Yes, you read that right.
Originally, this series was going to be called ‘Characters that didn’t/don’t tickle my pickle’ but I wanted to be able to speak a bit more broadly, ya feel? In this series, I am hoping to discuss books that were either incredibly hyped up and were disappointments, or problematic as fuck stories that make me questions the intelligence of people.
In this case, it’s the former.
Disclaimer, these are only just my opinions and I don’t come from an ‘evil’ space – just ranting out my thoughts.
What book is on the agenda?
Today’s book of rant is Jennifer Niven’s Holding Up The Universe. Now, I got this book in a YA book subscription box two years ago (The YA Chronicles, it’s amazing!) and I remember how happy I was! I only heard great things about Niven’s debut novel, All The Bright Places so I was excited to get into a new book of hers. Considering that Instragram literally hailed Niven as some-sort of master with the prose, I was expecting a wonderfully written story of real, flawed characters who find each other at a certain point in their lives and grow.
The novel centres upon the story of two teenagers, Libby Strout and Jack Masselin. Libby Strout’s character is focused on the fact that she was once known as ‘America’s Fattest Teen’. High School students are incredibly mean, and no one has seen Libby for who she is. Jack Masselin has prosopagnosia, which is a rare neurological disorder where Jack cannot recognise faces at all. He actually does not recognise his own face, which was an interesting in that the novel also attempted to portray the disassociation that can occur as a result. If you want more of a synopsis/blurb concerning Holding Up The Universe, you can read the Goodreads summary here.
Okay, so, let’s just talk about the characters for a minute. Both Libby and Jack had absolute no substance. Nada. Zilch. I’m not even exaggerating. It’s like Niven just wanted to write to characters that were completely and only defined by their issues and forced them to fall in love for absolute no reason. Libby could have been a fierce character – at her core, she was tackling fundamental issues of body image, obesity, bullying and mental health. In the beginning, I feel as though Niven was on the right track; Libby went through so much to get to where she was, and her relationship with her father was so beautiful. But, her entire ‘issue’ was that she wanted to find a boyfriend which resulted in the ‘how can anyone love me because of weight’. I found that this premise was weak and felt extremely superficial. Her character had no growth, but instead was quite stagnant and boring. She could have had so much going for her and thus, the character – but the focus on blindly finding a boyrfiend was just boring. And Jack?! EVEN WORSE.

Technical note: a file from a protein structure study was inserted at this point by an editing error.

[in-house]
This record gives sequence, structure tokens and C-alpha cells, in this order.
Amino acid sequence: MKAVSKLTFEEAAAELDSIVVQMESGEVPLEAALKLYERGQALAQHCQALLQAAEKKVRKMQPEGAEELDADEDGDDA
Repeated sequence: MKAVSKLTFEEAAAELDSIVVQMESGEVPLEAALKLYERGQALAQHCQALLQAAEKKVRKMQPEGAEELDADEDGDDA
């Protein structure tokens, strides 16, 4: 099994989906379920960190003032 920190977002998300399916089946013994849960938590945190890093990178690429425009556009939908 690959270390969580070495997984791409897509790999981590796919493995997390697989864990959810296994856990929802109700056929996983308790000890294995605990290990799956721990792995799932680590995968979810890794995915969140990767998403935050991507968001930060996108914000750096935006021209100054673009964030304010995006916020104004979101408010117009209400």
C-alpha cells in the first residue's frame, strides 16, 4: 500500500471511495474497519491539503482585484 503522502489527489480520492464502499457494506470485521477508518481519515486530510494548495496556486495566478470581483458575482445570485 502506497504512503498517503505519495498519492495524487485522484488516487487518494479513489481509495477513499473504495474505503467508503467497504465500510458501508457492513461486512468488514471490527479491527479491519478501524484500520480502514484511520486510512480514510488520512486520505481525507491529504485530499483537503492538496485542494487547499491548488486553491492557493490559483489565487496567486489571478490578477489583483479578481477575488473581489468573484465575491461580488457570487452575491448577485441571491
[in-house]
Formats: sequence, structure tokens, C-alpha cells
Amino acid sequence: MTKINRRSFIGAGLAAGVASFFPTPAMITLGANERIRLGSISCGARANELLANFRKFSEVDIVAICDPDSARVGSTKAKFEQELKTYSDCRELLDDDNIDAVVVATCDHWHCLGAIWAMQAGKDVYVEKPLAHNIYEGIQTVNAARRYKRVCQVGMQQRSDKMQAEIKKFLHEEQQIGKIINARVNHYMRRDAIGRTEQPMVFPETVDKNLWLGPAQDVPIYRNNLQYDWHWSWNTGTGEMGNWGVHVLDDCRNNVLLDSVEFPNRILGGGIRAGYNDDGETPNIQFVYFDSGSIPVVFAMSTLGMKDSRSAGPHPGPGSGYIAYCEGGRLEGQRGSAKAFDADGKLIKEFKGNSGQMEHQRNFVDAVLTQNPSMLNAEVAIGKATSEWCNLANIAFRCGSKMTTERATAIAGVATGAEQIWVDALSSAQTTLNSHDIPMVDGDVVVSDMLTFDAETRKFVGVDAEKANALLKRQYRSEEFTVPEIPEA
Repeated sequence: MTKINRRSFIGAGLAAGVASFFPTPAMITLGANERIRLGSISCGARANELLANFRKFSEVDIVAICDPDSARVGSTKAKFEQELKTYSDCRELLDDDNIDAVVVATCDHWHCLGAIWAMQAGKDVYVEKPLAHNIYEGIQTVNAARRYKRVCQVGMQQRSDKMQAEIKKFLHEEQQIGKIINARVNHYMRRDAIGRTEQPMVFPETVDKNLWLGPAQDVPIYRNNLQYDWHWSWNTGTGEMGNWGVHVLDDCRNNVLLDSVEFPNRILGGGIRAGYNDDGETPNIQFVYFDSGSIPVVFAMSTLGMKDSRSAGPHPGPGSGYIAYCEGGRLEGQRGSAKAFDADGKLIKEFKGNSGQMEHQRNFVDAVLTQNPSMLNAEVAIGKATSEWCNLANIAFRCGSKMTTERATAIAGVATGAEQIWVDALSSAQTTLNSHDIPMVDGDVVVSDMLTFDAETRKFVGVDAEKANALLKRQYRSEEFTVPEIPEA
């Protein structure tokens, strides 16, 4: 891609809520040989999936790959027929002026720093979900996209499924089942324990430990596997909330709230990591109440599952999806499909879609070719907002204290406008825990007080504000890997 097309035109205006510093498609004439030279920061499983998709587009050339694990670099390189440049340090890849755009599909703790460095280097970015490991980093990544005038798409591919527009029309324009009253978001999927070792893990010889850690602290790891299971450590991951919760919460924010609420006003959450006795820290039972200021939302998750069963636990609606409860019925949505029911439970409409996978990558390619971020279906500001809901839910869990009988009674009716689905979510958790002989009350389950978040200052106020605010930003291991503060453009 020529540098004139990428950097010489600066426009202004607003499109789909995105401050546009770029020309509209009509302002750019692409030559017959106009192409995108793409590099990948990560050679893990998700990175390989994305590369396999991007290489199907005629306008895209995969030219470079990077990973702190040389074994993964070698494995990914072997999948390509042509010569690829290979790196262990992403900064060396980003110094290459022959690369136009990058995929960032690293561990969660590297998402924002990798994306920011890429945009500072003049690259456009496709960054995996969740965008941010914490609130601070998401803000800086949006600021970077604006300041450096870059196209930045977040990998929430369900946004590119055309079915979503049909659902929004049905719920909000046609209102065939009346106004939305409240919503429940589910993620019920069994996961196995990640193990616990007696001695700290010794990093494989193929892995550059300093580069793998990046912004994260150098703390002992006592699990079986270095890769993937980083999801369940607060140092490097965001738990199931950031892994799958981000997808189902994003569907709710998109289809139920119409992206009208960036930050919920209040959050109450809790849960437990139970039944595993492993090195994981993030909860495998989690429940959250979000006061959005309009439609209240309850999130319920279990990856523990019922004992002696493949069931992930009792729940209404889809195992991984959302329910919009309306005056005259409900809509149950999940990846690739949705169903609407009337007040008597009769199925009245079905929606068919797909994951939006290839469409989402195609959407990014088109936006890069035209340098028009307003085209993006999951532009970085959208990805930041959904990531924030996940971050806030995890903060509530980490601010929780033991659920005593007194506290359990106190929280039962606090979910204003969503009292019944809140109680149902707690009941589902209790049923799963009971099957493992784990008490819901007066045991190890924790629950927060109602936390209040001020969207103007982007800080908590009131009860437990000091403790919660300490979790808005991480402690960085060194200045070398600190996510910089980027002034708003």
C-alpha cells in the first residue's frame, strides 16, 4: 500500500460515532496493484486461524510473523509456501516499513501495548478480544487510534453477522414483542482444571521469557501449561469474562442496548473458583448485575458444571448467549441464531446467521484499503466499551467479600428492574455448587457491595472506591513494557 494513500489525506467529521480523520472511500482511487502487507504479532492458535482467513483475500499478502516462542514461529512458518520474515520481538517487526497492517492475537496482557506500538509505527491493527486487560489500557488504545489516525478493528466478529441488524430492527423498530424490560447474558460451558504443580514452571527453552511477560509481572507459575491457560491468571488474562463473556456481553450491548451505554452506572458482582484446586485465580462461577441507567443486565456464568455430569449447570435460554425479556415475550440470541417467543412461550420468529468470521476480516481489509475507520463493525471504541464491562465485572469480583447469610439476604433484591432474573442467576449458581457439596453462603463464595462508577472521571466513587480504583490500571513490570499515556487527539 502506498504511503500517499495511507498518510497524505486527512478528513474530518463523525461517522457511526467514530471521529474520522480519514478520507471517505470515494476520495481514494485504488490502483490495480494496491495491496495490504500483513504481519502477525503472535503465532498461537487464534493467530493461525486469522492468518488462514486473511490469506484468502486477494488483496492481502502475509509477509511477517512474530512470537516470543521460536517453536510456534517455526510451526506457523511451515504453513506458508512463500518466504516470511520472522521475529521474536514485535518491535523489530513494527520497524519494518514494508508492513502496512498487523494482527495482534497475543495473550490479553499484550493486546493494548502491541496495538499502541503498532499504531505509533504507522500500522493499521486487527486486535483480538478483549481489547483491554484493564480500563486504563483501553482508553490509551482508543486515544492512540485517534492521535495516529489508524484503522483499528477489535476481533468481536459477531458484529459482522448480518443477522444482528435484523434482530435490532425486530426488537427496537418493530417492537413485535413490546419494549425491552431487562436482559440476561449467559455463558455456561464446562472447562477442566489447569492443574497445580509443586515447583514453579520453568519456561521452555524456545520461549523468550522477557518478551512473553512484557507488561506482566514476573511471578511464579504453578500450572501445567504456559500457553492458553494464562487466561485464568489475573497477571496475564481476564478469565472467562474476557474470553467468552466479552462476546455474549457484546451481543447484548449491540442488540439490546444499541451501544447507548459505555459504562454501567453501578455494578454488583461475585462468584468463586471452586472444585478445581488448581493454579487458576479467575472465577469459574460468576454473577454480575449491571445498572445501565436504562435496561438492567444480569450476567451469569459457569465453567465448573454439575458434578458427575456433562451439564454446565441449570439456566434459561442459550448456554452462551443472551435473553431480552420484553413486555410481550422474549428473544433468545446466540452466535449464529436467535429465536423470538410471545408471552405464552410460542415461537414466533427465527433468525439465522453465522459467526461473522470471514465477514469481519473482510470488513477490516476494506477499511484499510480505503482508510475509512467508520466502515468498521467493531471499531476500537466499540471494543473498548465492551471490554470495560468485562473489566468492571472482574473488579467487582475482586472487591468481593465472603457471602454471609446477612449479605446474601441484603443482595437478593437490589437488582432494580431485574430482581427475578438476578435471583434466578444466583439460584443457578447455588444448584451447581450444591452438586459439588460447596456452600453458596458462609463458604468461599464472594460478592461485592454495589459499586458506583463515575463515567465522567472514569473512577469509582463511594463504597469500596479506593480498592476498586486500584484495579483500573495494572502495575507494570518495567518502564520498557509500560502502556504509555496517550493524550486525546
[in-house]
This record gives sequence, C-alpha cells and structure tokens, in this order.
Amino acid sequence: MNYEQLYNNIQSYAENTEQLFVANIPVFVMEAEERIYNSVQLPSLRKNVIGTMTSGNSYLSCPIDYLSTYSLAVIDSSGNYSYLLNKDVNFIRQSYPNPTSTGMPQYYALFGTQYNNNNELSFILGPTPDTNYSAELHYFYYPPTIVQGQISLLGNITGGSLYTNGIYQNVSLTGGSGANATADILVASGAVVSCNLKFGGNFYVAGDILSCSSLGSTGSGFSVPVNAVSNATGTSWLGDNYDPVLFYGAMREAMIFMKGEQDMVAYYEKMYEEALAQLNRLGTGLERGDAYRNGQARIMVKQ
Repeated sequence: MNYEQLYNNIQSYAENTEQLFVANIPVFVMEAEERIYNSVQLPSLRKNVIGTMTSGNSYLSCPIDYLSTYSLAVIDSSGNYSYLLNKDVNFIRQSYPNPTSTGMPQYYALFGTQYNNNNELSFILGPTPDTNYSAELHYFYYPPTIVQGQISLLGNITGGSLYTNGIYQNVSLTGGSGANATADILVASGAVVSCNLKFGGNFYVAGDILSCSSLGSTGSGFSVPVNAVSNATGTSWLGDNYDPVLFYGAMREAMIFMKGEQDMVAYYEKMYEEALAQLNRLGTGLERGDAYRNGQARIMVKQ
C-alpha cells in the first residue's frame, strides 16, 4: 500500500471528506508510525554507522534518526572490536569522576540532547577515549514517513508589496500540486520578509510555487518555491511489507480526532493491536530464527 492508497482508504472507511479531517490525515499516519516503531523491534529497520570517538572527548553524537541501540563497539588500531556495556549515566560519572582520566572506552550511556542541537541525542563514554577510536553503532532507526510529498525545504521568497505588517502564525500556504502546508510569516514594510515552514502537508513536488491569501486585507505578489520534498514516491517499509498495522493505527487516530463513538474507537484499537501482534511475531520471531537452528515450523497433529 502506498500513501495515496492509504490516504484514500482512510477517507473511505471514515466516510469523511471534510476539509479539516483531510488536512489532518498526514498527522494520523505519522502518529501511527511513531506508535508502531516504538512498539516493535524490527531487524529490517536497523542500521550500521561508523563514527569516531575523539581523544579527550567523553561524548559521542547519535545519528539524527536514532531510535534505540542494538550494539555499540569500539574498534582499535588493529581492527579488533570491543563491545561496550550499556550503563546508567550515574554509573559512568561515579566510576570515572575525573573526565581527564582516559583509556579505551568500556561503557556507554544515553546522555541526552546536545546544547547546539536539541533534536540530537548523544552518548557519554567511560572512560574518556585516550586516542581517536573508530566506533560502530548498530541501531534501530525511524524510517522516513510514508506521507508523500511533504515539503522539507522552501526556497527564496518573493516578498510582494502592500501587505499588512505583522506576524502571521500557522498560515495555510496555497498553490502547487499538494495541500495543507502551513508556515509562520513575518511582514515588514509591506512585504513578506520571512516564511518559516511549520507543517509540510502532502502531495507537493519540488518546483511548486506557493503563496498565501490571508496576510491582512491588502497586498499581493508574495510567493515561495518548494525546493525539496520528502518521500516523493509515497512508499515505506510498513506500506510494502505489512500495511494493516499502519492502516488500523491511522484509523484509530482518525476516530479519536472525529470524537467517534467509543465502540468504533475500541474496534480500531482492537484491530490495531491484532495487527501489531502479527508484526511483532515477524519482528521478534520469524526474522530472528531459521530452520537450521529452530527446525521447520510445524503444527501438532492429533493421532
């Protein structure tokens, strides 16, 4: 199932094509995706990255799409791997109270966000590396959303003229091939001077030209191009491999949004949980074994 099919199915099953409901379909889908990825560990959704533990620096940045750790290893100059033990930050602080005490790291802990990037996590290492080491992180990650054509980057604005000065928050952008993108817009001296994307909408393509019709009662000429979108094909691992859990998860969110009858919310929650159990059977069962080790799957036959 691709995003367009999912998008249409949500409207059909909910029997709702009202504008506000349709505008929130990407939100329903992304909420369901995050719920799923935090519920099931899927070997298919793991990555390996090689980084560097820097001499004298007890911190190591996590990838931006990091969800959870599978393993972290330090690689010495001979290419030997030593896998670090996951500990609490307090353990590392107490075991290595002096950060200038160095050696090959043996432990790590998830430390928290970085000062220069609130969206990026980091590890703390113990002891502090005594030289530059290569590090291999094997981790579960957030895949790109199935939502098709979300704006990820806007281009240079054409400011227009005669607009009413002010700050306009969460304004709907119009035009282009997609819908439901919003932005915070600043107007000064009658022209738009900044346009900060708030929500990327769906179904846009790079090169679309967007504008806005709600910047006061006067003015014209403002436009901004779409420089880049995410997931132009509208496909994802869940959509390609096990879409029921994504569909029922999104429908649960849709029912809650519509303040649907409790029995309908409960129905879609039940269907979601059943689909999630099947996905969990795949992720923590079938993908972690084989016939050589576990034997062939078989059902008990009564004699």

There was absolutely no chemistry between Jack and Libby. It was so strange to the point of cringe. I didn’t like them together at all. For one, it tried the whole ‘Jack is the popular dude who isn’t like most and struggles and falls in love with Libby, the outcast’ and completely failed in execution. My main problem with this relationship was how Jack would constantly say ‘I think Libby’s beautiful even though she’s fat’ or ‘I love her even though she’s fat’ – Libby’s ‘fatness’ was written as an abnormality or a wrongness that then was portrayed that she was lucky that Jack was with her, in spite of her weight. Which was absoulety pathetic and is not an idea that should be perpetuated in YA fiction. BE LOVED FOR EVERYTHING THAT YOU ARE NOT IN SPITE OF, GOSH DARN IT.
It’s funny, because like, Jack’s character is much more a romantic one. He again brings nothing deep to the buffet. He has prosopagnosia, which would have been amazing if it was an absolutely ridiculous plot point. Jack can’t recognise faces, not even his own, but he can recognise Libby’s face because it’s lOOooooVvveEEeeeeeee.
Like really? Did Niven actually think that was a good idea for a plot point? To make A MEDICAL DIAGNOSIS PRATICALLY REDUNDANT BECAUSE LOVE FIXES EVERYTHING?!
I THOUGHT WE ALL AGREED THAT TROPE WOULD BE LEFT WHERE IT BELONGS,
IN THE BLOODY TRASH.
Although I do understand why people liked it – in that, in terms of representation, it was depicting characters with neurological and mental health issues and there’s the whole love thing, it just was not done appropriately or with any susbtance.
That is going to be it for today, friends.
I’m all ranted out.
If I’ve offended anyone, please please know that this is not coming from a bad space, just wanted to rant!
Until next time! Happy reading!
Lots of love,